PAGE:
This is a Green-barred Woodpecker, common and widespread throughout South America to the south of the Amazon River and to the east of the Andes. In the southern part of their range, they sport a golden yellow on breast and belly. This form is thought to be a different species and the name Golden-bellied Woodpecker has been adopted by some. The male wears the red malar with the female preferring the slimming qualities of black.

Green-barred Woodpeckers

The individuals in this gallery were found at Reserva Ecologica Costanera Sur in Buenos Aires, Argentina. It struck me that they looked very similar in structure to a Flicker. When I came across a pair on the ground feeding from an ants’ nest, I was prompted to look more closely.

On checking the latin name, Colaptes melanochloris, it became clear that the relationship was obviously already recognised by the taxonomists.

The accepted popular name may be woodpecker, but like so many birds, it has a few pet names used by those who are familiar with the species. The title Green-barred Flicker seems like a reasonable compromise, though the green bars are not an arresting feature.

Considering its preferred habitat, there was a proposal that they be included in a family known as “forest flickers” using the generic Chrysoptilus.

If you liked this post and want to see more great images of birds make sure to check out 10,000 Clicks, our big (and growing) page of galleries here at 10,000 Birds.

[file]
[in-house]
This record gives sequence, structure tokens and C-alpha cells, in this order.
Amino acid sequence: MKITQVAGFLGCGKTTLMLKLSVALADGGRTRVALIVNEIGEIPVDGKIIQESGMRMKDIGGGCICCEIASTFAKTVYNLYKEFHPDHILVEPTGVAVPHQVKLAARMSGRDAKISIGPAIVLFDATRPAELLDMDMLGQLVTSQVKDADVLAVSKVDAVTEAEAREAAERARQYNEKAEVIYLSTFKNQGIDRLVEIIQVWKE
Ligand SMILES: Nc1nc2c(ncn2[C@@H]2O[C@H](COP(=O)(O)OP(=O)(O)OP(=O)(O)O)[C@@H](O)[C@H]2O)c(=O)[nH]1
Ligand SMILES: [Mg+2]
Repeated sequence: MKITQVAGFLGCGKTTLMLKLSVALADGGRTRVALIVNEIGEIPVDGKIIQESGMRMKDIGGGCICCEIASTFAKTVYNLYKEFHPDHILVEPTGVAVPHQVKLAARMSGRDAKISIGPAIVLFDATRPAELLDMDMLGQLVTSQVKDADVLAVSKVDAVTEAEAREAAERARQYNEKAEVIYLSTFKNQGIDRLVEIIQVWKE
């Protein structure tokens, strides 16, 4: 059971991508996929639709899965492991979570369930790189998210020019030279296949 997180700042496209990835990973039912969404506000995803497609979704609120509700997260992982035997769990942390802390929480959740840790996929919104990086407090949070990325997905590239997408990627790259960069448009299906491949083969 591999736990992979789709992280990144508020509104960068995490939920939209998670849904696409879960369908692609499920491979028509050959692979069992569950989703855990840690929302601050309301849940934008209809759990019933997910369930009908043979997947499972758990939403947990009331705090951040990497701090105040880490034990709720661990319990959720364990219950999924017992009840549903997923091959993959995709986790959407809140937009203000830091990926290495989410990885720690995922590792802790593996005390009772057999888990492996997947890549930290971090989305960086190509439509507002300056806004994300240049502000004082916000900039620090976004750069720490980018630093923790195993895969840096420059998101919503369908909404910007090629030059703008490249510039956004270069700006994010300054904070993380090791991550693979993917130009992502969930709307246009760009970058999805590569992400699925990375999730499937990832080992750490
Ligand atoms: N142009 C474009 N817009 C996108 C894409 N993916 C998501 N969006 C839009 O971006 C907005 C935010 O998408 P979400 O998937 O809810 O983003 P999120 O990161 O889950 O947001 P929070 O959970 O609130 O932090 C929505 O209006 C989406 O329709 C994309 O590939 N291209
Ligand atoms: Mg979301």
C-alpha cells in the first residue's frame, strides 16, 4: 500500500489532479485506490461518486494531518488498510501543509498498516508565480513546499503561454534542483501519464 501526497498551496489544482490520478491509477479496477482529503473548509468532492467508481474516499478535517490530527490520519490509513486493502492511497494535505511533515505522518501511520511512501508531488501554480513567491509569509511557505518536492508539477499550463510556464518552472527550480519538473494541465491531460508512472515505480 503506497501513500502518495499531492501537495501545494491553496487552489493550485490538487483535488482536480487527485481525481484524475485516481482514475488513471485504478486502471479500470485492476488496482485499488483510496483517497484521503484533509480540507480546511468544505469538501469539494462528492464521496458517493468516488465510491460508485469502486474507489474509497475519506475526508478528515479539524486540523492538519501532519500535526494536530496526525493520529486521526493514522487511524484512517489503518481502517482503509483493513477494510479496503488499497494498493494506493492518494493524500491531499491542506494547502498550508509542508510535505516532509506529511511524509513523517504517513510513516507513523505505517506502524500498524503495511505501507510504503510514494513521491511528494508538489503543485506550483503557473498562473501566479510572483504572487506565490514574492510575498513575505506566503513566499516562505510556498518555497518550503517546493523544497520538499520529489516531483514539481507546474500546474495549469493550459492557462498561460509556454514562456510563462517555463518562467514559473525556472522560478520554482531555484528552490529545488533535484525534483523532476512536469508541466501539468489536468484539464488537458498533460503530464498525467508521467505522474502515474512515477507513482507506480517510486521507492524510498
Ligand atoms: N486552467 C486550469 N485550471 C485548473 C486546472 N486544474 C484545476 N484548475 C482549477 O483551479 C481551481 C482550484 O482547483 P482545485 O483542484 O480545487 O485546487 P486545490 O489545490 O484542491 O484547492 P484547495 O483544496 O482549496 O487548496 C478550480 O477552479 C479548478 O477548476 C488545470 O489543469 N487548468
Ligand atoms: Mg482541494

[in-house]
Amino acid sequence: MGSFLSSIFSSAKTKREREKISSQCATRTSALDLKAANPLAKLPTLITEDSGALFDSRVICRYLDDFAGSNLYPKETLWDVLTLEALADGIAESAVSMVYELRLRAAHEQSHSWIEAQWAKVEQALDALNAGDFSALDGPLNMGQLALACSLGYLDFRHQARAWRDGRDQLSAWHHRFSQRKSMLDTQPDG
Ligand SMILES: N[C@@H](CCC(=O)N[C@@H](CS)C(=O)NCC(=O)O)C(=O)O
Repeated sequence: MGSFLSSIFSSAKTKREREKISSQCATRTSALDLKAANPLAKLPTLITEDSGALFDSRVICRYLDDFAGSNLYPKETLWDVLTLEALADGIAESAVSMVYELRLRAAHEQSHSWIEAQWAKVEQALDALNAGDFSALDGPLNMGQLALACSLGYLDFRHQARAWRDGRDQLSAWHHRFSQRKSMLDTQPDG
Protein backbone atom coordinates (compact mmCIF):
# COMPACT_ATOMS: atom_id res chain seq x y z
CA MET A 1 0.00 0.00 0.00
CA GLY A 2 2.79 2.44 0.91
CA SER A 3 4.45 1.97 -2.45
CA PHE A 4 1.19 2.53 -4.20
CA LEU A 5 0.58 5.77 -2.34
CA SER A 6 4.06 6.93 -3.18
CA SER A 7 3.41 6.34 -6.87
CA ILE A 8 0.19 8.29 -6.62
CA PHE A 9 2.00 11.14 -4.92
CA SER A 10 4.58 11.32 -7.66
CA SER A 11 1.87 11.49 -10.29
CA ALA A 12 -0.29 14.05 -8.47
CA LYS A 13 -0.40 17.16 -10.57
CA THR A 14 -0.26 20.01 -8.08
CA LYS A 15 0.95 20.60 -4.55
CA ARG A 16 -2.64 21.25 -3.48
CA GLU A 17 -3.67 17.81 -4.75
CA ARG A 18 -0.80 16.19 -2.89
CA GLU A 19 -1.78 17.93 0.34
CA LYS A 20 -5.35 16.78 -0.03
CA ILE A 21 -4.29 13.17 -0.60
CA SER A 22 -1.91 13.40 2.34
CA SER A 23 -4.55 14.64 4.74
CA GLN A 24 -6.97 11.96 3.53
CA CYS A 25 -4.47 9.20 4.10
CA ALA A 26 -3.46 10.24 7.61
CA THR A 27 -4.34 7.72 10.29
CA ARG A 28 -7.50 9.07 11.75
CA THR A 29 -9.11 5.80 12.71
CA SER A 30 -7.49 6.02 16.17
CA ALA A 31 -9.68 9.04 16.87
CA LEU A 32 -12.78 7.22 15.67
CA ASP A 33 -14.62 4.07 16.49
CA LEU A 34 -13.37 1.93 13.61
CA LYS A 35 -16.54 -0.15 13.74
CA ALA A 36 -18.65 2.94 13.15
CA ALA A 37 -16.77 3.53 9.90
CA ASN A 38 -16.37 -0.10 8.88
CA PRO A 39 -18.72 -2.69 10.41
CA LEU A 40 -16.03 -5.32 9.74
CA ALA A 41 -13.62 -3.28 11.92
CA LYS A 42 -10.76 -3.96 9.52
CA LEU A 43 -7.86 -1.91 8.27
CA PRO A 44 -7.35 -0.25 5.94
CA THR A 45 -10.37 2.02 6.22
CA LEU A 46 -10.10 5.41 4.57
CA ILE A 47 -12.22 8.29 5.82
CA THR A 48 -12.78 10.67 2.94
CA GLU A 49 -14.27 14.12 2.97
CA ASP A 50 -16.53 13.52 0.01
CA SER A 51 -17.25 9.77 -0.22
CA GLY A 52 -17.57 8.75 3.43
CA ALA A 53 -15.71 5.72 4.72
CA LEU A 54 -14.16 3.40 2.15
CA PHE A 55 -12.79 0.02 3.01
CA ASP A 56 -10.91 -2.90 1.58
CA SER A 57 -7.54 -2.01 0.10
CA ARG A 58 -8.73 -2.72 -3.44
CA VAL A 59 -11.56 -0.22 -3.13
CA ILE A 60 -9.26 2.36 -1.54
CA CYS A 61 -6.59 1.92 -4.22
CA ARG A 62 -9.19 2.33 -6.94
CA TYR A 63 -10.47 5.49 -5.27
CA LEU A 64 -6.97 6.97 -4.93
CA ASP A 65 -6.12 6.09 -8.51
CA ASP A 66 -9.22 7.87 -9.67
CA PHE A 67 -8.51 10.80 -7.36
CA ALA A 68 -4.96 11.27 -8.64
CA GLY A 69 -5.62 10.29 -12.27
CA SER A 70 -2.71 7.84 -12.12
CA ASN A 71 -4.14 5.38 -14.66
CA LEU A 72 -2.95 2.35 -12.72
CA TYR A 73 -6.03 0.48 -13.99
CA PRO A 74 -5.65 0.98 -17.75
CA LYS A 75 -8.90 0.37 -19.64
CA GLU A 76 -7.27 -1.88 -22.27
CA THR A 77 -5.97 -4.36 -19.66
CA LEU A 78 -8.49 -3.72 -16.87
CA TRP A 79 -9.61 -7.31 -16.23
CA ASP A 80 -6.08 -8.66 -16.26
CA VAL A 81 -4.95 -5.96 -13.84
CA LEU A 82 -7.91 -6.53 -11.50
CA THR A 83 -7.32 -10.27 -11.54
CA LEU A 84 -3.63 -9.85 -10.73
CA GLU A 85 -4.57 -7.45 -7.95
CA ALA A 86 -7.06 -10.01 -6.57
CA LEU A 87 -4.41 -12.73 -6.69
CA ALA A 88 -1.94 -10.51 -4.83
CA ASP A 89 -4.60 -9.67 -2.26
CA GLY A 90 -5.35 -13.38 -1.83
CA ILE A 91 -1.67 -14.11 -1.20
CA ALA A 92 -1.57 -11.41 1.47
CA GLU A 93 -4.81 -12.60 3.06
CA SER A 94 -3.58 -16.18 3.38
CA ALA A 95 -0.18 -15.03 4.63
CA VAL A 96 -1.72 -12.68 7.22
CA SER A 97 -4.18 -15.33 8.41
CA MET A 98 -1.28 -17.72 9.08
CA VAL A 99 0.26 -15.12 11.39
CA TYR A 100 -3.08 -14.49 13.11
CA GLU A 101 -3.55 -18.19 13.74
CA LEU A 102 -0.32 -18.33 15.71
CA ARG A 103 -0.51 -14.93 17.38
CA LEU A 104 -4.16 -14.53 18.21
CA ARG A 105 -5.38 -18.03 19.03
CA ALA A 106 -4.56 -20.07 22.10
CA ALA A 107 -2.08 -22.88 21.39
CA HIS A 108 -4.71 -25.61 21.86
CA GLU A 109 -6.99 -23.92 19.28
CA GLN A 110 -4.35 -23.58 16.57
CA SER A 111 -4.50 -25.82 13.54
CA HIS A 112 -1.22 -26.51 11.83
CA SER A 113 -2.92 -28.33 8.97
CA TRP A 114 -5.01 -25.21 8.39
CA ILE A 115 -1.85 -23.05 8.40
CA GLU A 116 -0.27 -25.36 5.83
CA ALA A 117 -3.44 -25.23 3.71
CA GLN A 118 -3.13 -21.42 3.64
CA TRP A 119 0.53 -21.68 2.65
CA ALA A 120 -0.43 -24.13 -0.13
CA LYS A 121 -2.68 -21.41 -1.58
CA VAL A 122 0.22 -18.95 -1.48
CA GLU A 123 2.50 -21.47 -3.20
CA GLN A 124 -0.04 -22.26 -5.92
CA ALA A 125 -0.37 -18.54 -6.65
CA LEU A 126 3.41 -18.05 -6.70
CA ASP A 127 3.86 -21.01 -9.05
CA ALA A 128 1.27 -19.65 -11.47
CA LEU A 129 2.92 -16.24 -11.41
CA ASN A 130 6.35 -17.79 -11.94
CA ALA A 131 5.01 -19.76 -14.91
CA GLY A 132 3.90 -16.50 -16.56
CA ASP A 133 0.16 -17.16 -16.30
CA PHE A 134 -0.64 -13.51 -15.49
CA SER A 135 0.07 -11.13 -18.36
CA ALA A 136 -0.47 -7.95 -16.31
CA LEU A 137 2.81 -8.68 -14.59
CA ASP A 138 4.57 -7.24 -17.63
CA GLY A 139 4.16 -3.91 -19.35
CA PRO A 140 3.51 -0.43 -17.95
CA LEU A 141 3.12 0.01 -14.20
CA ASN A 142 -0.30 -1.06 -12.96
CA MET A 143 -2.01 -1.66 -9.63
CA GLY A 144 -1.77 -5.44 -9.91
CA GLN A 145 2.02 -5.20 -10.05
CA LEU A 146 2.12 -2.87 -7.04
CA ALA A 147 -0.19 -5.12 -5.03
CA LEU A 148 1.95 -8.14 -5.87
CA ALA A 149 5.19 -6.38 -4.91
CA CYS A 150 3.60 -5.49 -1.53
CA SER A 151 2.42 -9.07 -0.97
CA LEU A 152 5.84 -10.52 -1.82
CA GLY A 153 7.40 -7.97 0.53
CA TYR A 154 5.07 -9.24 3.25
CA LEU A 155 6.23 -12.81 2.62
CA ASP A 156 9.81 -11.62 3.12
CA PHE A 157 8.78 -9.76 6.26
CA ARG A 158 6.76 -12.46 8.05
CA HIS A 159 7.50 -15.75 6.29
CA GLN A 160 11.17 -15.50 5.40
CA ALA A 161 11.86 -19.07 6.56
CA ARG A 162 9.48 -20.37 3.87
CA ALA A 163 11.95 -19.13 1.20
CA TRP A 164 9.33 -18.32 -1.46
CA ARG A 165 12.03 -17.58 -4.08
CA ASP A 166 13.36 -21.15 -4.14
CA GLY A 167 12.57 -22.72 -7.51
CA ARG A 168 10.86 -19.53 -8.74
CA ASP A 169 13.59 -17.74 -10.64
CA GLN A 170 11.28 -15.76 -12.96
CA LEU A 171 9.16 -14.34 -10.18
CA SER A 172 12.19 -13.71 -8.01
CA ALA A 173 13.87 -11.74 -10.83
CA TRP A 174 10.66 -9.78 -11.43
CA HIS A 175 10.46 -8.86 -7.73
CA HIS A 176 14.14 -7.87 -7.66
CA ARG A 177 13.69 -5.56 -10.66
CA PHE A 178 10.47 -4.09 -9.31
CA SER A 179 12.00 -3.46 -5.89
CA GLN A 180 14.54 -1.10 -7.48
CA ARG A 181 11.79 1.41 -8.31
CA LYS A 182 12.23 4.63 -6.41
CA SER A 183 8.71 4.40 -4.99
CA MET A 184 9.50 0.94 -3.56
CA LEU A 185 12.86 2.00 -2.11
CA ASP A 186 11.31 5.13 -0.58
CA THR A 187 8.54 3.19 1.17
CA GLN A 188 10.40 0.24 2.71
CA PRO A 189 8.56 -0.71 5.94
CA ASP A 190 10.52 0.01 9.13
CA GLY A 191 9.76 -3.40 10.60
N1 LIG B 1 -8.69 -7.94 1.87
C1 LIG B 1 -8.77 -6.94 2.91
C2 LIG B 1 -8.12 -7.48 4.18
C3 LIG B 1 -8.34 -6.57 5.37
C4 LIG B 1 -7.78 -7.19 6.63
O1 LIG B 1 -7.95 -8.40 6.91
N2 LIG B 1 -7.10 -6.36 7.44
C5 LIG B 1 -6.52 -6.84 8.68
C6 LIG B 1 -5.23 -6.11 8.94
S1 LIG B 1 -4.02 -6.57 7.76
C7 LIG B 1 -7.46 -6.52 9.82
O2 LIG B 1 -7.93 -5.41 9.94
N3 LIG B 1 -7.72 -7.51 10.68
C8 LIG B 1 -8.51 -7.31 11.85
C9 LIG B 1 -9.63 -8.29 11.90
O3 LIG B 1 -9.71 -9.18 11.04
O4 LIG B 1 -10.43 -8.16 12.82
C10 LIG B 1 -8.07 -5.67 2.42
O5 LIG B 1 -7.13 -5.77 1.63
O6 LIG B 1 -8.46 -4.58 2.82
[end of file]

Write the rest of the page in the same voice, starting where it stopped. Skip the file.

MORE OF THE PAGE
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Written by Redgannet
Redgannet has been working for over 33 years as a crew member/flight attendant and enjoys the well-ventilated air of the outdoors. The nom de blog, Redgannet, was adopted to add an air of mystery and to make himself more attractive to women. His father first whetted Redguga's appetite for all things natural by buying him his first pair of 7x35s and a copy of Thorburn's Birds. Having no mentor beyond an indulgent parent, he spent the first season hoping for an Egyptian Vulture at the bird table in his English garden. His most memorable birding moment is seeing an Egyptian Vulture with those same binoculars 26 years later. Redgannet is married to Canon, but his heart and half of his house belongs to Helen and their son Joseph. He is looking forward to communicating with people who don't ask if he is searching for the "feathered variety" of bird.